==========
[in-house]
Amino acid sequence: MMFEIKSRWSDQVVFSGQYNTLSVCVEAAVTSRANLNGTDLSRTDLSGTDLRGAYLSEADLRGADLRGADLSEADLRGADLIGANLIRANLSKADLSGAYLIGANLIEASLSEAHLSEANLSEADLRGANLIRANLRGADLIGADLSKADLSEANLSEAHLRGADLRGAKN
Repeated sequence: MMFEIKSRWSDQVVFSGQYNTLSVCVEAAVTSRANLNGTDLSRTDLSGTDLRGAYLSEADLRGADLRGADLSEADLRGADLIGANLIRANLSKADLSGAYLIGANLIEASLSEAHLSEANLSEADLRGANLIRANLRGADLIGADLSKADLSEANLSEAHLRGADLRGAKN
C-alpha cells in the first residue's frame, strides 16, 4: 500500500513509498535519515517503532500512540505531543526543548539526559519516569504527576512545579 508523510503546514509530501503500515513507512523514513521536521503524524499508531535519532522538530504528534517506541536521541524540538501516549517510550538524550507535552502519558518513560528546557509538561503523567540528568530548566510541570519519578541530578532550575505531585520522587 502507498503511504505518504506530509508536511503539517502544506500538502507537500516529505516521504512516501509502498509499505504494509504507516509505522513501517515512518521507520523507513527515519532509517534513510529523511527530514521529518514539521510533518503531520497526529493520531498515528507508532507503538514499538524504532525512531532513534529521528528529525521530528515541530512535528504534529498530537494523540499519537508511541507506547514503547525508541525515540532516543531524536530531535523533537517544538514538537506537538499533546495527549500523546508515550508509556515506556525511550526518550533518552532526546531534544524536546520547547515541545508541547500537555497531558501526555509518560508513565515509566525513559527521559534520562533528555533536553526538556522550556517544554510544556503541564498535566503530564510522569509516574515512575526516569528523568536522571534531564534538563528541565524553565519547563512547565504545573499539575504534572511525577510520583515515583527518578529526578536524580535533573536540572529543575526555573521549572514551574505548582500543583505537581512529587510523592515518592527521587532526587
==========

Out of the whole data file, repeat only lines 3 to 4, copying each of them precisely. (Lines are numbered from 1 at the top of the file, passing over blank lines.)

Repeated sequence: MMFEIKSRWSDQVVFSGQYNTLSVCVEAAVTSRANLNGTDLSRTDLSGTDLRGAYLSEADLRGADLRGADLSEADLRGADLIGANLIRANLSKADLSGAYLIGANLIEASLSEAHLSEANLSEADLRGANLIRANLRGADLIGADLSKADLSEANLSEAHLRGADLRGAKN
C-alpha cells in the first residue's frame, strides 16, 4: 500500500513509498535519515517503532500512540505531543526543548539526559519516569504527576512545579 508523510503546514509530501503500515513507512523514513521536521503524524499508531535519532522538530504528534517506541536521541524540538501516549517510550538524550507535552502519558518513560528546557509538561503523567540528568530548566510541570519519578541530578532550575505531585520522587 502507498503511504505518504506530509508536511503539517502544506500538502507537500516529505516521504512516501509502498509499505504494509504507516509505522513501517515512518521507520523507513527515519532509517534513510529523511527530514521529518514539521510533518503531520497526529493520531498515528507508532507503538514499538524504532525512531532513534529521528528529525521530528515541530512535528504534529498530537494523540499519537508511541507506547514503547525508541525515540532516543531524536530531535523533537517544538514538537506537538499533546495527549500523546508515550508509556515506556525511550526518550533518552532526546531534544524536546520547547515541545508541547500537555497531558501526555509518560508513565515509566525513559527521559534520562533528555533536553526538556522550556517544554510544556503541564498535566503530564510522569509516574515512575526516569528523568536522571534531564534538563528541565524553565519547563512547565504545573499539575504534572511525577510520583515515583527518578529526578536524580535533573536540572529543575526555573521549572514551574505548582500543583505537581512529587510523592515518592527521587532526587